FOOTY ADDICTS: THE KING OF THE KICKABOUT

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Footy Addicts’ Zack makes a living from hosting up to 120 small-sided matches a month across London. We took our boots along to Archbishop’s Park in London in the hope of getting a game.

By Mike Backler. Images By Alex Daniel.

What constitutes a good small-sided kickabout? The tempo? The shape? Fair teams? Everyone taking a turn in goal? No-one slacking off and hiding upfront? Rules upheld with common sense? Positive communication? It has to be as close to a competitive game as possible, without crossing that line. And to be honest, very few kickabouts achieve that because they lack some of the above. Zack’s a pro at ensuring his games are fizzing with all of the above. Because he is actually a professional. A professional host of small-sided games on Footy Addicts. And a host of up to 120 games a month.

It’s possible for anyone to organise a game on Footy Addicts for free. But, to be a top host, you have to be assertive and affable and Zack is definitely both of those things. He clearly recognises the importance that every single person is getting the best possible experience they can. After all, it’s his profession. A quick switch of players when it gets one-sided. A positive word in a player’s ear who looks bereft of confidence. He respects that people have paid to be there. When we meet him at Archbishop’s Pitches near Waterloo Station in London for two hour back-to-back games, he’s in his element. Greeting players and getting things moving. Players who attend his games three times a week and have become close friends. Players from England, Italy, Spain, Colombia, Pakistan, Kuwait and Saudi Arabia and Scotland.

“Footy Addicts has changed my life. From a zero to hero. From my background, I never thought I’d be making a living doing this. With how I grew up, I never thought I’d have a laptop and a spreadsheet and entering in money and football matches. Growing up I always thought I’d be working as a farmer, I never thought I’d be playing on an astroturf pitch like that, with football boots that cost £100. I’ve always played without. With trainers or without, you just played. Fearless. It’s played a big role in my life. I feel brilliant seeing people getting together, making friends and that it’s my job. It makes me so happy.”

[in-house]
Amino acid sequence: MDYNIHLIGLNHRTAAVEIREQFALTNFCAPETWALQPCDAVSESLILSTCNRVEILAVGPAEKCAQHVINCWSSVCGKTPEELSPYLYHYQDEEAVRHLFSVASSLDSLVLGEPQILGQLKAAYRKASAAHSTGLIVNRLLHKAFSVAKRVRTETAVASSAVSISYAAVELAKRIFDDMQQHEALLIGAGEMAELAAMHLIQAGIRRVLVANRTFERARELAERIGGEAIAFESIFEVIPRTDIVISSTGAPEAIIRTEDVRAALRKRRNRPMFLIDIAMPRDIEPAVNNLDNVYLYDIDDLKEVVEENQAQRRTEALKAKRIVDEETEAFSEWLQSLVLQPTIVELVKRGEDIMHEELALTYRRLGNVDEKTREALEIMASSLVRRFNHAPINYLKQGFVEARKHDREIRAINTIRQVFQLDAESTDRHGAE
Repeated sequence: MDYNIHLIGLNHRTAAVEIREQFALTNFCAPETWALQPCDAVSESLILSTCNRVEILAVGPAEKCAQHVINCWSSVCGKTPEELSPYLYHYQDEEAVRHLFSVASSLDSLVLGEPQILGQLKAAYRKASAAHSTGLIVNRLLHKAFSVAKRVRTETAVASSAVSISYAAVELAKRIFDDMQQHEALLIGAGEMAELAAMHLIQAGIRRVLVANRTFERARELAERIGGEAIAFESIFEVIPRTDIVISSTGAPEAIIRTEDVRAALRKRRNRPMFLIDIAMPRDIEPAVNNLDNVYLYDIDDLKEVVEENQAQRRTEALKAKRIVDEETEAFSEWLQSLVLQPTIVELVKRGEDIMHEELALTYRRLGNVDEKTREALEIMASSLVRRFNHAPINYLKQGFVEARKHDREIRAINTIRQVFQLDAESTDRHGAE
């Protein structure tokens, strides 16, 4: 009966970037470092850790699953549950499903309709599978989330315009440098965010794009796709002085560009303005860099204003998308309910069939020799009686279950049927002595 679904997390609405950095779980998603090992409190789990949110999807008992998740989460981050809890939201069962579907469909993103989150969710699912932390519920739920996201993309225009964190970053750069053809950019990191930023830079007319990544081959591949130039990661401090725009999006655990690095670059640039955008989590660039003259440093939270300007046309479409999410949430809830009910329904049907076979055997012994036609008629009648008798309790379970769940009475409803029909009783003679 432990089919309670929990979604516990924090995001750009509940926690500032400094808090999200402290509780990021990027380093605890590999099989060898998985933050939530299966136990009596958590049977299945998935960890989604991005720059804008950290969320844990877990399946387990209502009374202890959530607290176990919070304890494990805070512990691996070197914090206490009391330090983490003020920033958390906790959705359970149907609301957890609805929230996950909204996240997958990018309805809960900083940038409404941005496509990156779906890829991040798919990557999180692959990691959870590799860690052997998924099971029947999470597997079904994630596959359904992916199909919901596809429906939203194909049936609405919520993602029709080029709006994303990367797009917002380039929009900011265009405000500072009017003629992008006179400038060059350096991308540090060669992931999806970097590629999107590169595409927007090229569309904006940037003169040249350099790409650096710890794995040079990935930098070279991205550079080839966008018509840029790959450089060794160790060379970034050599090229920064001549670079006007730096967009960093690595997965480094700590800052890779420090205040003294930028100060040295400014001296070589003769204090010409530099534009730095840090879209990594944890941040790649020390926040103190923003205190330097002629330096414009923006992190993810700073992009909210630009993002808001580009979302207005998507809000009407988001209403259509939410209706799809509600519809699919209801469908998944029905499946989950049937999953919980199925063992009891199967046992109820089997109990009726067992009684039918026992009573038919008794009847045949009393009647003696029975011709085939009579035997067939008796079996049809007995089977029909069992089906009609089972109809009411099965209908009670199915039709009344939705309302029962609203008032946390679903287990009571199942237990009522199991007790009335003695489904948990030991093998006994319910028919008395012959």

Zack grew up in the tough 04 arrondissement in Casablanca, and moved to London after travelling the world as a break dancer.

“Dance and football saved my life. It was a really rough neighbourhood where we grew up. When I was born there in the ’90s it was really dangerous to be in that community. You can’t guarantee what you’re going to be like, to grow up and become. I’d always imagined myself as a little gangster because of it, and so football and dance have changed my life.

He clearly recognises the importance that every single person is getting the best possible experience they can.

“I moved to London five or six years ago. I was visiting my wife and I was really bored and had nothing to do so I googled ‘Play Football London Local’ and I did what all of the customers now do. I paid the money, turned up and played my first game and won man of the match. I messaged Jonathan (one of the founders of Footy Addicts) and said, ‘listen, if you ever need any ringers, I’m free, just give me a shout’. I love football so I was happy to. There are loads of hosts that play the games for free. Then they said we can just give you bibs, balls and how about getting a wee (Zack’s wife is Scottish) bit of cash. You don’t have to even play, just be there, organise, split the teams, ref the games.”